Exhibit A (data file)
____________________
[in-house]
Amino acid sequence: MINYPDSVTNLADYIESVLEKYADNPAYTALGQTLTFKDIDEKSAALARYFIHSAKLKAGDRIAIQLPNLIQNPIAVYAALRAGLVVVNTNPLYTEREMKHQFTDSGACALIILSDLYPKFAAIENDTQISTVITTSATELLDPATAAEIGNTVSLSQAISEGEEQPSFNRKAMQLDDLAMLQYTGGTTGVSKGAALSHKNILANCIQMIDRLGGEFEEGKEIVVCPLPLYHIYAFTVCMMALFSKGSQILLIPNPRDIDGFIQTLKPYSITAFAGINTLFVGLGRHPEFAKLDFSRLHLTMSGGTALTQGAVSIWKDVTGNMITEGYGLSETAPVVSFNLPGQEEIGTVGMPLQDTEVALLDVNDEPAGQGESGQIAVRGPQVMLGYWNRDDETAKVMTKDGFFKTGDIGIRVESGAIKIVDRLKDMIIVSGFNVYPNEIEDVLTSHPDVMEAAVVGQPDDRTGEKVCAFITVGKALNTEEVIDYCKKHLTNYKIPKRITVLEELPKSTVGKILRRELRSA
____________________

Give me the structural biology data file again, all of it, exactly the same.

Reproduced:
[in-house]
Amino acid sequence: MINYPDSVTNLADYIESVLEKYADNPAYTALGQTLTFKDIDEKSAALARYFIHSAKLKAGDRIAIQLPNLIQNPIAVYAALRAGLVVVNTNPLYTEREMKHQFTDSGACALIILSDLYPKFAAIENDTQISTVITTSATELLDPATAAEIGNTVSLSQAISEGEEQPSFNRKAMQLDDLAMLQYTGGTTGVSKGAALSHKNILANCIQMIDRLGGEFEEGKEIVVCPLPLYHIYAFTVCMMALFSKGSQILLIPNPRDIDGFIQTLKPYSITAFAGINTLFVGLGRHPEFAKLDFSRLHLTMSGGTALTQGAVSIWKDVTGNMITEGYGLSETAPVVSFNLPGQEEIGTVGMPLQDTEVALLDVNDEPAGQGESGQIAVRGPQVMLGYWNRDDETAKVMTKDGFFKTGDIGIRVESGAIKIVDRLKDMIIVSGFNVYPNEIEDVLTSHPDVMEAAVVGQPDDRTGEKVCAFITVGKALNTEEVIDYCKKHLTNYKIPKRITVLEELPKSTVGKILRRELRSA